From this time he never wavered in his single hearted devotion to the cause of Christ. In becoming a Baptist preacher he gave up what was regarded as brilliant prospects, but he did not stop to count the cost in determining his religious duty. As soon as he resolved to preach, he set himself to prepare for the work. It was with this view that he became tutor in Mississippi College, and afterward went to the Seminary, which last step excited no little astonishment among his friends; they thought him already a well equipped preacher. But his standard of ministerial work and qualification was a high one; he was determined to spare pains to become all that was possible. At the Seminary his instructors and fellows students can testify to his ardor and thoroughness in study. The writer of this memorial had often __sion to re_____ the steady industry and invincible determination with which Bro. Jackson applied himself to the subjects of his studies. He had wide reading and a vigorous grasp of mind. His ambition was not the less strong because it was a sanctified one, and, with his mental and physical strength, it seemed that he might hope for everything. He made everything bear on his ministerial work. His private note-book contains, besides general devotional meditations, suggestions and precepts for the self-government of the minister in his official work. He speaks in one place of the necessity for the preacher to be cheerful and yet avoid levity and trifling: and again, troubled by the fact that a brother had misunderstood a joke, he says that it will be better for him, he thinks, to give up jocular talk altogether. He speaks strongly against introducing into conversation (a fault into which preachers among themselves are prone to fall) discussions of impure topics. His study was devotional; in his busiest times he redeemed hours for private prayer and reading of the Scriptures. At the same time he had enlarged, broad ideas about education, for himself and for others, and was a devoted friend of the Louisiana University, of Mississippi College, and of the Seminary at Greenville.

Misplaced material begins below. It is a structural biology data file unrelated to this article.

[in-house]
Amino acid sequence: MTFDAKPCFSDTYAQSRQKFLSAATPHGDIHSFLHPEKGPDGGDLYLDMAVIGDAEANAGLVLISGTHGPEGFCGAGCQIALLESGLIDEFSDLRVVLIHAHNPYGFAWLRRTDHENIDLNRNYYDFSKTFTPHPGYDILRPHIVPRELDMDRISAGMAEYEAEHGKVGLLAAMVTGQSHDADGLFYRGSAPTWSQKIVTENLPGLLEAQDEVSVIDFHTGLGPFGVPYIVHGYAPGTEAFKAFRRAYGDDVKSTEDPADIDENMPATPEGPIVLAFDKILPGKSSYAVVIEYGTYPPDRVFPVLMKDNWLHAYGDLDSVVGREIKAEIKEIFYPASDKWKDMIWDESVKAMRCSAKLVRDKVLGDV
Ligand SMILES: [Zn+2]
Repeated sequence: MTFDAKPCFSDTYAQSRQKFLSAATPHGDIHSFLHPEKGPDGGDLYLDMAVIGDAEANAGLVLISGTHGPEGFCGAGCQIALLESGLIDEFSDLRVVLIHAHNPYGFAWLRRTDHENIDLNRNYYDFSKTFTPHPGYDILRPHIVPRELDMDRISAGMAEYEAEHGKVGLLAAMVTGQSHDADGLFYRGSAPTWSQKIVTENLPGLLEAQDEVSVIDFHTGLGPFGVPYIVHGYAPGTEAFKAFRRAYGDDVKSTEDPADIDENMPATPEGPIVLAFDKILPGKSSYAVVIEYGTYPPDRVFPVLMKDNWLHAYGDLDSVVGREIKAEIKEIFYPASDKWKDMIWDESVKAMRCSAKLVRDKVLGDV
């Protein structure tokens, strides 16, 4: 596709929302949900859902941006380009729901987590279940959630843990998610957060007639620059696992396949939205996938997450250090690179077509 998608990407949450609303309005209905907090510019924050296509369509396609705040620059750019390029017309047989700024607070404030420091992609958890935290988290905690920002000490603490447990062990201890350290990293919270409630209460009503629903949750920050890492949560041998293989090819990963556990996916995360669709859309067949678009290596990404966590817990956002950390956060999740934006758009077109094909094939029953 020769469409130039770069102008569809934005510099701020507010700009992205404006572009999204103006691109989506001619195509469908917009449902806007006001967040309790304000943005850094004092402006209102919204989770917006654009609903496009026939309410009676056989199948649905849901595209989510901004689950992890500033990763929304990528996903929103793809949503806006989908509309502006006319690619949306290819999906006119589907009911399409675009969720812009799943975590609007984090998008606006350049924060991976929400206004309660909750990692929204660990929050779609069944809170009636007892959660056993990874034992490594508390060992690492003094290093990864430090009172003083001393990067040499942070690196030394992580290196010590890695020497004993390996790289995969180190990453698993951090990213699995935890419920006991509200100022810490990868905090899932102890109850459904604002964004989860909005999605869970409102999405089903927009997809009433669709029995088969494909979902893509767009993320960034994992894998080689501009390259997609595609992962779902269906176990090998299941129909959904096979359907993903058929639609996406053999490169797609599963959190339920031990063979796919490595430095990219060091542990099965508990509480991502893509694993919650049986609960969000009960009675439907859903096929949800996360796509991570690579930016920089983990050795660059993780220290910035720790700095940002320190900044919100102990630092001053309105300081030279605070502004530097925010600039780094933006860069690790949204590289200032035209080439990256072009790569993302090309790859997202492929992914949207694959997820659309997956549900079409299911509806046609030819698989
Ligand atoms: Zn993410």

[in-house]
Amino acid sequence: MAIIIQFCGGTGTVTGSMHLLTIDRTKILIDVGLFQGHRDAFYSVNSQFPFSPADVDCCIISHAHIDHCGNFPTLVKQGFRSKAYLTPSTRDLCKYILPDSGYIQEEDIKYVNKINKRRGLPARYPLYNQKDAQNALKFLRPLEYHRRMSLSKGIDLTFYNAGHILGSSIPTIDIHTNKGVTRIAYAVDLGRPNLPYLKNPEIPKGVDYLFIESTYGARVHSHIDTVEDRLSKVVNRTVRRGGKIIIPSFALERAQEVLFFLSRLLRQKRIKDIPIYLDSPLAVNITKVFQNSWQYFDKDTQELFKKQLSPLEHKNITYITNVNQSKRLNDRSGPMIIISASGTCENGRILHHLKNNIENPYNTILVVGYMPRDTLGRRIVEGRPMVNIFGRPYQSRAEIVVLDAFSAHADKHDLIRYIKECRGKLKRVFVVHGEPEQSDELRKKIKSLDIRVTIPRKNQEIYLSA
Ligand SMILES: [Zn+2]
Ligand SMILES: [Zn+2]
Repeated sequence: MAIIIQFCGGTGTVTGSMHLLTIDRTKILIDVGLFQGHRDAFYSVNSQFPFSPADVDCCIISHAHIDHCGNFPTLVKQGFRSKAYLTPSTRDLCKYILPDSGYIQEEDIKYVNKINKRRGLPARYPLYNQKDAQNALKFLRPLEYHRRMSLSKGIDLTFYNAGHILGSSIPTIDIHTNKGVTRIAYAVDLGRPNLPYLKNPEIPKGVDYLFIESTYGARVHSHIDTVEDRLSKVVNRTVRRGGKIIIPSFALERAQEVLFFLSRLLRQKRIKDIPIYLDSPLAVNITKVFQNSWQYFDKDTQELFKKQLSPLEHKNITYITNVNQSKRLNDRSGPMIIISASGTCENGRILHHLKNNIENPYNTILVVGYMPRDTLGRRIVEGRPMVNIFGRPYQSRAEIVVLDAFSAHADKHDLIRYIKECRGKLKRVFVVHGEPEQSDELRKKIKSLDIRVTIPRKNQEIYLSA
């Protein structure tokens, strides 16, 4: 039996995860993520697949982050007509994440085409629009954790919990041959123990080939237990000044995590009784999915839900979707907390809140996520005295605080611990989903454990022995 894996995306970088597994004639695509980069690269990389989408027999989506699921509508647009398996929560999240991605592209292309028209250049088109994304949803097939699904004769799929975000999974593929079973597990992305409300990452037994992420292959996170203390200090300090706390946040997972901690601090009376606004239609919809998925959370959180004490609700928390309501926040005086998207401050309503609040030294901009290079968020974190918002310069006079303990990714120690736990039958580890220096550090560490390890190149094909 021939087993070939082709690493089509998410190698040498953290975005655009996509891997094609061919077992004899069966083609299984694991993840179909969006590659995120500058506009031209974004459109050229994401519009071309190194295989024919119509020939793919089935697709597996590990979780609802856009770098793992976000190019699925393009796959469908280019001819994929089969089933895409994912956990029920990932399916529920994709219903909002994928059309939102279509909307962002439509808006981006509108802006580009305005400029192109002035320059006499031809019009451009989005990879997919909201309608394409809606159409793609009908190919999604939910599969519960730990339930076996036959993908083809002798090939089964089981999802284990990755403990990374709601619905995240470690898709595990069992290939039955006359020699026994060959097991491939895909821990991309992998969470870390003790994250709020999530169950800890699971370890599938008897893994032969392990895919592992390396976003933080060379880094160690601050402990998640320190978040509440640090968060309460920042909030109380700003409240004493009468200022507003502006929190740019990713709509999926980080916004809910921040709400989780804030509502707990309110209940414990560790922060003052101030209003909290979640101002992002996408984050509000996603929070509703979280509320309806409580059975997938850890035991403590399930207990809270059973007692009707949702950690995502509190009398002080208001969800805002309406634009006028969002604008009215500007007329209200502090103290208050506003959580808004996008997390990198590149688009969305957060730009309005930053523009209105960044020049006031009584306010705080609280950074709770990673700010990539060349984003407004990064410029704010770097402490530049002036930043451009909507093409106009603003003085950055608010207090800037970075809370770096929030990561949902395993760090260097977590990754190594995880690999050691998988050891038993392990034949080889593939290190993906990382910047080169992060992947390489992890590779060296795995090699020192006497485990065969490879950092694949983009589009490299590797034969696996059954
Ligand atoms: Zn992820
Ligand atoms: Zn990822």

As a preacher Bro. Jackson was vigorous, practical and straightforward. His first pastor, Eld. Thomas Lansdell (who baptized him) has preserved an account of his beginnings in the work (his first sermon was in French to a French audience), and a brother who knew him well (Rev. Geo. B. Eager) speaks of the effect produced by a sermon preached at Clinton on "The Power of the Gospel," and especially by the air of deep conviction and earnestness which the young preacher had. As a missionary and pastor in Louisiana, and in his work in South Carolina, he was greatly blessed in the conversion of sinners and the strengthening of the churches. He was untiring in effort and faithful in prayer. He had a deep sense of the need of the Spirit's power, and a very thorough conviction that the gospel of Christ was what men needed.
His Inner Religious Life
From the moment of his conversion he showed deep godliness and spirituality, and his whole Christian course was marked by growth. In the last months of his life, especially his increasing spirit of consecration was very observable in his diary and letters. The care which he bestowed on the plan of his religious life, the diligent inquiry after the best principle of action, his faithful scrutiny of his own motives, his constant recourse to God for help, showed the realness of his spiritual life. "His habit," says a friend, "was to spend much time in self-examination and prayer, even in the midst of pressing labors. His role was to be sure that he felt at rest in God before he went out into the bustle of the day's work He often spent hours in solitude and prayer before going to the house of God. The peace of God ruled in his soul even when fiery trials beset him without. During the last vacation, his letters have breathed the spirit of one who seemed sitting at the feet of Jesus, ever conscious of his love, and working with bounding zeal under the constraining power of that love."
C. H. Toy
Extracts From His Diary, May-August, 1874 follow and are not recorded here.
[From The Baptist newspaper, January 2, 1875. New Series - Vol. VIII, No. 7.